History of the Boeing 747 as the Last Boeing 747 Rolls Off the Production Line

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Boeing’s 747 is one the most recognizable and beloved aircraft to take to the skies with its iconic hump, four engines, extensive landing gear and sheer size, but it’s last delivery will occur in early 2023 to Atlas Air (CNBC). YouTube Tips ⓘ

Since its first commercial flight in 1970, the Boeing 747 jumbo jet has flown more than 3.5 billion passengers. However, during the last few decades, airlines have looked for more ways to cut costs and to make airplanes more efficient, and customer demand for non-stop flights to more cities has increased. Two engine jets can now fly near the same capacity and further than older four engine planes like Boeing’s 747 and the Airbus A380. However, a four-engine jet is safer than a two-engine jet. CNBC visited Boeing’s Everett, Washington factory to see the last 747 roll off the production line. The Boeing 747 will go to Atlas Air for cargo deliveries.

Boeing 747 facts …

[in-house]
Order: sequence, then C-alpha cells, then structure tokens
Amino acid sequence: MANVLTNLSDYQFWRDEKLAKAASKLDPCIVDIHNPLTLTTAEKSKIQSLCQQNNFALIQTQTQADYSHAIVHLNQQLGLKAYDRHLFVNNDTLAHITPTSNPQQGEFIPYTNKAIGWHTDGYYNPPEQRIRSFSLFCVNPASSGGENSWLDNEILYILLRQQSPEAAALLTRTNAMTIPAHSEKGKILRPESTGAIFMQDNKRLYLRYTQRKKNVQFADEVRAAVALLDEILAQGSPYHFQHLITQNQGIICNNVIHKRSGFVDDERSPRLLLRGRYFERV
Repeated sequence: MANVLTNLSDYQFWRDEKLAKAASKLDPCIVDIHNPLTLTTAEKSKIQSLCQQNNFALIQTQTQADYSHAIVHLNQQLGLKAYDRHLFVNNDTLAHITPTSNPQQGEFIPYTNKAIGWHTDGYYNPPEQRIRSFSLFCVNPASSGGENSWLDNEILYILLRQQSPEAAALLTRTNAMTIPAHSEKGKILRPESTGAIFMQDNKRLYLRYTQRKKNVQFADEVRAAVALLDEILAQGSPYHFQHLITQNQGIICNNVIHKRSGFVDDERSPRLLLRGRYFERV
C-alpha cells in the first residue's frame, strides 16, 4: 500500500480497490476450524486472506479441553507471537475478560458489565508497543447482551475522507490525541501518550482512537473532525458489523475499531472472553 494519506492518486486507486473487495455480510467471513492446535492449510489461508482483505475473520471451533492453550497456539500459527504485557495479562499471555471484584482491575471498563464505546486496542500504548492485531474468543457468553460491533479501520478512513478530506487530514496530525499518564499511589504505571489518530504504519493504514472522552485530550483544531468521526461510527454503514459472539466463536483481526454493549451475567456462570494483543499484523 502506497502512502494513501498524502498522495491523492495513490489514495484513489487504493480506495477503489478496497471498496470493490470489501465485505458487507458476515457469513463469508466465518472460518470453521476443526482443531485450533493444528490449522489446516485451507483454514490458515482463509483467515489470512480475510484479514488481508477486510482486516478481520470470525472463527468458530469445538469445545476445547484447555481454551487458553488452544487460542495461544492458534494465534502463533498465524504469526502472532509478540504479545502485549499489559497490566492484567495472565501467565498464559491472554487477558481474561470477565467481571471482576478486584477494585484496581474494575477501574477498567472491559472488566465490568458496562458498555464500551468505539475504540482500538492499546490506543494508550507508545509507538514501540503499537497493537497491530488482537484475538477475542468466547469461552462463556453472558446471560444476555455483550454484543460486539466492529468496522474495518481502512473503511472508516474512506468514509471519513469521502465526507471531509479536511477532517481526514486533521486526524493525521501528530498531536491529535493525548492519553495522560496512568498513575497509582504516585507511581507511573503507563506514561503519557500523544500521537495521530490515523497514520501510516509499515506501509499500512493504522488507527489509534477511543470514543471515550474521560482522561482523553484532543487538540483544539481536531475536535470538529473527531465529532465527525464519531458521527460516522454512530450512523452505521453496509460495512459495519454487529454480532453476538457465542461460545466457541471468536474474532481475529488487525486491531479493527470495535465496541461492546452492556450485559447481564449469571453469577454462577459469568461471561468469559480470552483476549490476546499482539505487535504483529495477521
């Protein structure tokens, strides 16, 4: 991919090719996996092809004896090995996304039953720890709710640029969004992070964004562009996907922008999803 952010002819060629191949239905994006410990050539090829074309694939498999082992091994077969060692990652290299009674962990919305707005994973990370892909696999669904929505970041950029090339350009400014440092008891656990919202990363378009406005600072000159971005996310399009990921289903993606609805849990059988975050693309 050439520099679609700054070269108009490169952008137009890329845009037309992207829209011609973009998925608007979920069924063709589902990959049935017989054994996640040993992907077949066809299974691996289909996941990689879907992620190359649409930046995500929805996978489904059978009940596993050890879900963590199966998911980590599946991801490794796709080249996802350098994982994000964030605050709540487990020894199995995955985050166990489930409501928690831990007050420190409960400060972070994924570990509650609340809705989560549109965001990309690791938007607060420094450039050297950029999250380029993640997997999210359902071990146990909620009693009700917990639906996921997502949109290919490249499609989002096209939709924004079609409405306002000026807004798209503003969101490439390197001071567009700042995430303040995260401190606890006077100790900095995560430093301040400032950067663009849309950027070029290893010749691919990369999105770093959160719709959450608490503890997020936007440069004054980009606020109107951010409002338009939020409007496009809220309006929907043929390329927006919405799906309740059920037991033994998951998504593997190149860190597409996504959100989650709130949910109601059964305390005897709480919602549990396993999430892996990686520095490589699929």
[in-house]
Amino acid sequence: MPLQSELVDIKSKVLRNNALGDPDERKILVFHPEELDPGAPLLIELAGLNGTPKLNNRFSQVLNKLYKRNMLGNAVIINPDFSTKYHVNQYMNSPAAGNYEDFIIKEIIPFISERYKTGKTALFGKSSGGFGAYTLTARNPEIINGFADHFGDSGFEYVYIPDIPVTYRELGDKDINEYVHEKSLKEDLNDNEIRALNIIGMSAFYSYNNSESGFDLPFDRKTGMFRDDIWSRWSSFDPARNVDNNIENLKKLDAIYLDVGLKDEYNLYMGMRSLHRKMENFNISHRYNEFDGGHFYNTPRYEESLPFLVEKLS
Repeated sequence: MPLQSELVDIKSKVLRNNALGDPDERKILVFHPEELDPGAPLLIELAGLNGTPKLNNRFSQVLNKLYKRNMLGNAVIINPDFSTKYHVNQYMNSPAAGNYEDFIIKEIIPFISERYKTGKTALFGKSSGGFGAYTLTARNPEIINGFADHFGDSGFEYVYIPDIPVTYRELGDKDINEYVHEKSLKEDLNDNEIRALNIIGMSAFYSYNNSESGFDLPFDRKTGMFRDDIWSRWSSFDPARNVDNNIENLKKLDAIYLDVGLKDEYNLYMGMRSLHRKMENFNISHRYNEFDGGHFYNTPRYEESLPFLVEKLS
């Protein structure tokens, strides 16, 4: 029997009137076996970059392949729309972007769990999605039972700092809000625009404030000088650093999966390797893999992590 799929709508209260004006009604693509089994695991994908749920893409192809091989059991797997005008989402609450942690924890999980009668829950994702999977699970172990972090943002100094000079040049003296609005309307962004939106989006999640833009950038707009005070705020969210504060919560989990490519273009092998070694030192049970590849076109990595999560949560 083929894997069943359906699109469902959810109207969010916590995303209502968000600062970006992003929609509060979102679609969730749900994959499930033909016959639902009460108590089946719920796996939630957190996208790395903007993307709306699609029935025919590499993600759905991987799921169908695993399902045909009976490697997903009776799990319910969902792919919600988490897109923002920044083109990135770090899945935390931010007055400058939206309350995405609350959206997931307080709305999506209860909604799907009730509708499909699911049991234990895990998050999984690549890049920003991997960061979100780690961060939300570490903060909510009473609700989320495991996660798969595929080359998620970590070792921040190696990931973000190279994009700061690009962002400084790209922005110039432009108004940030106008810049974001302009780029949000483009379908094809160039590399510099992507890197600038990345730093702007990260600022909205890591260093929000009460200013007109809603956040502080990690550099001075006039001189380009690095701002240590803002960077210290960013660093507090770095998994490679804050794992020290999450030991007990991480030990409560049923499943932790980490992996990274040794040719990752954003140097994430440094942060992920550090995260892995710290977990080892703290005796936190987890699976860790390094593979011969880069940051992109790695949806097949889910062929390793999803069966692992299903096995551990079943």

First commercial flight in 1970.

Boeing 747 has flown 3.5 billion passengers.

1,574 Boeing 747s have been built for over 100 customers.

A Boeing 747-800 in 2022 cost $400 million.

Joe Sutter led the design team, and was known as the Father of the 747.

Boeing 747s needed 14 flight attendants.

The last new passenger Boeing 747 in 2017.

There are 396 Boeing 747s still in service …

311 freight aircraft

44 passenger aircraft

41 VIP aircraft

Source: Cirium (as of December 20, 2022)

Lufthansa has 25 in its fleet while five other airlines also are using the Boeing 747.

Atlas Air, which has the largest fleet of Boeing 747s, will take the last delivery of a Boeing 747 freighter in early 2023.

Air Force 1 taking off from O'Hare International Airport in 2011.
Air Force 1 taking off from O’Hare International Airport in 2011.
JAL Boeing 747 takeoff from O'Hare International Airport in July 2010
JAL Boeing 747 takeoff from O’Hare International Airport in July 2010.



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